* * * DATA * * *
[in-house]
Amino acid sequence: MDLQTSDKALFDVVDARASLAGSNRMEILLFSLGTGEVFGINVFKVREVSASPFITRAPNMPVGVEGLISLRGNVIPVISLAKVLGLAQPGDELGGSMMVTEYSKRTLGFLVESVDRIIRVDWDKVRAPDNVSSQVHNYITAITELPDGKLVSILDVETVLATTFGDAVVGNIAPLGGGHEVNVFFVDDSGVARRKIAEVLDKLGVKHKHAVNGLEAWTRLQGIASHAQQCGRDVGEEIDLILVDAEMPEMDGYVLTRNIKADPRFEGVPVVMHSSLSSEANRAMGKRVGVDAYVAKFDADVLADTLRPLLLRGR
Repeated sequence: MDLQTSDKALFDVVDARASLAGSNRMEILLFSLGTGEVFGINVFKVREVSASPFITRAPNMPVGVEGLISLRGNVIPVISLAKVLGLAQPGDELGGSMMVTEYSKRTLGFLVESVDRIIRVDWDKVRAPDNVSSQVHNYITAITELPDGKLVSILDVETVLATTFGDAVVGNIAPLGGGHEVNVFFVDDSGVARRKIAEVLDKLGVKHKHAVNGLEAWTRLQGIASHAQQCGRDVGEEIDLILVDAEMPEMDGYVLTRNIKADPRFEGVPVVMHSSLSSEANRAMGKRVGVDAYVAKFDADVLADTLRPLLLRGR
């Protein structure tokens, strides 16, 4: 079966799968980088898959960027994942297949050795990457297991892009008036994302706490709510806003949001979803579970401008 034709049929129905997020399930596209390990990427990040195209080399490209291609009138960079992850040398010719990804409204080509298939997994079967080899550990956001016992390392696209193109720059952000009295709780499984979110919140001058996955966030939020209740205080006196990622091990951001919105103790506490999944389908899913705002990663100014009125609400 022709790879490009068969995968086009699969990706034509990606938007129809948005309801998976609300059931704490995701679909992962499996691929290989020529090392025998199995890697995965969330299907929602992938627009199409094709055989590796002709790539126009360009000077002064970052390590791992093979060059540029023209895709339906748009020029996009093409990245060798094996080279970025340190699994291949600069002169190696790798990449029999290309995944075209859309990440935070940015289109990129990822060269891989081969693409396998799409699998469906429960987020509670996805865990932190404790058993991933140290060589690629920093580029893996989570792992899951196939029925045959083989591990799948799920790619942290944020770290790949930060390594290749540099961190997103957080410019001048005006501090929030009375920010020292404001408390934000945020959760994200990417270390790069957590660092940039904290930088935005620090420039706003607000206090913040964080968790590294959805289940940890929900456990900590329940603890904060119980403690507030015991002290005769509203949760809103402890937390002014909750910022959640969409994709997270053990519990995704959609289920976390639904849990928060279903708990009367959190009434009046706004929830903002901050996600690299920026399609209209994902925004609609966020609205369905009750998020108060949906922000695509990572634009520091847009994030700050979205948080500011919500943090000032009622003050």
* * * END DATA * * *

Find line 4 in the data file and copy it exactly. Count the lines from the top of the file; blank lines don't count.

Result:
């Protein structure tokens, strides 16, 4: 079966799968980088898959960027994942297949050795990457297991892009008036994302706490709510806003949001979803579970401008 034709049929129905997020399930596209390990990427990040195209080399490209291609009138960079992850040398010719990804409204080509298939997994079967080899550990956001016992390392696209193109720059952000009295709780499984979110919140001058996955966030939020209740205080006196990622091990951001919105103790506490999944389908899913705002990663100014009125609400 022709790879490009068969995968086009699969990706034509990606938007129809948005309801998976609300059931704490995701679909992962499996691929290989020529090392025998199995890697995965969330299907929602992938627009199409094709055989590796002709790539126009360009000077002064970052390590791992093979060059540029023209895709339906748009020029996009093409990245060798094996080279970025340190699994291949600069002169190696790798990449029999290309995944075209859309990440935070940015289109990129990822060269891989081969693409396998799409699998469906429960987020509670996805865990932190404790058993991933140290060589690629920093580029893996989570792992899951196939029925045959083989591990799948799920790619942290944020770290790949930060390594290749540099961190997103957080410019001048005006501090929030009375920010020292404001408390934000945020959760994200990417270390790069957590660092940039904290930088935005620090420039706003607000206090913040964080968790590294959805289940940890929900456990900590329940603890904060119980403690507030015991002290005769509203949760809103402890937390002014909750910022959640969409994709997270053990519990995704959609289920976390639904849990928060279903708990009367959190009434009046706004929830903002901050996600690299920026399609209209994902925004609609966020609205369905009750998020108060949906922000695509990572634009520091847009994030700050979205948080500011919500943090000032009622003050």